Fearing the dentist is incredibly common and widespread in our society. Everyone gets a little nervous when visiting the dentist, but it is important to distinguish between general anxieties and specific phobias. A Family Dentist in Colorado Springs, CO can assist with both these issues. Going to the dentist office regularly is essential in maintaining your oral health, which can alleviate some of your anxieties and phobias. However, it is still strongly recommended that you seek other professional help to better treat these issues.
Dental Anxieties and Phobias
According to the World Health Organization (WHO), dental phobia is a very real problem that affects 15% of the world’s population. But there are patients whose issues extend past their dental clinic visit. They suffer a significant lack of sleep, unbalanced emotions, and stress-induced physical symptoms caused by the thought of visiting their dentist. While many will openly acknowledge their fears, some will allow these fears to keep them from visiting their dentist.
Making regular appointments with your dentist should always be a priority. The pains, bad breath, or the appearance of one’s teeth serves to remind them that postponing an appointment will only cause more complications. If fear overpowers the need for seeking dental services, talk with a family dentist in Colorado Springs, CO to help you work past this fear.
What Causes Dental Anxiety and Stress?
Fear of the dentist can be personal and varies from one person to another. Many people that suffer from dental and odontophobia recognize that their fears stem from previous poor experiences, or by the negative experiences their family or friends have endured.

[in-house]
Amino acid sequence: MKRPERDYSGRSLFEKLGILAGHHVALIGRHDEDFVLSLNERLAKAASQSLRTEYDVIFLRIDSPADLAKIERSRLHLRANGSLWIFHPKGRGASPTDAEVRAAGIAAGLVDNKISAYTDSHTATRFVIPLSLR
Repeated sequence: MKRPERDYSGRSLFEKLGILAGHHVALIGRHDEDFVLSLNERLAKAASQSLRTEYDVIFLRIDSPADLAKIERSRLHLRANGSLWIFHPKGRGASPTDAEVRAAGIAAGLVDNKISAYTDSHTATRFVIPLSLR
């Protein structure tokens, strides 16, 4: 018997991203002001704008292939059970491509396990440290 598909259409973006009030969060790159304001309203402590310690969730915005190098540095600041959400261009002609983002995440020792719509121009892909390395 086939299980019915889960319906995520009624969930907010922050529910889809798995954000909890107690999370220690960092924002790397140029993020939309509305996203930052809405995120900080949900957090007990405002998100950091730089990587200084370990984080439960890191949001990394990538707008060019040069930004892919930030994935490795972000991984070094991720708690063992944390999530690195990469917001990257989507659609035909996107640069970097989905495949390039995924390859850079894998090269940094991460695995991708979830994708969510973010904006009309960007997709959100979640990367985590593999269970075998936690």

These negative experiences lead to the worry of pain during a tooth extraction or other common dental procedures.
Dental anxiety can also stem from:
1. The possibility of humiliation, commonly imagined coming from the comments the dentist or their office staff would make.
2. Uncertainties on what will happen during the visit, contributing to a lack of patient control.
3. White coat syndrome, or high blood pressure, which is commonly associated with pain and discomfort.
4. Believing that most treatments are uncomfortable, and that your mouth will be painfully stretched open, blocking your airway. This generates feelings of insecurity and vulnerability.
5. Regardless of the professional opinions the dentist offers, they are perceived incorrectly, and the end result of the visit will be cause irreparable damage to your oral health.
Dentists are professionals, and they studied for years to ensure your oral health is excellent for years to come. Trust your dental provider’s advice and judgment.
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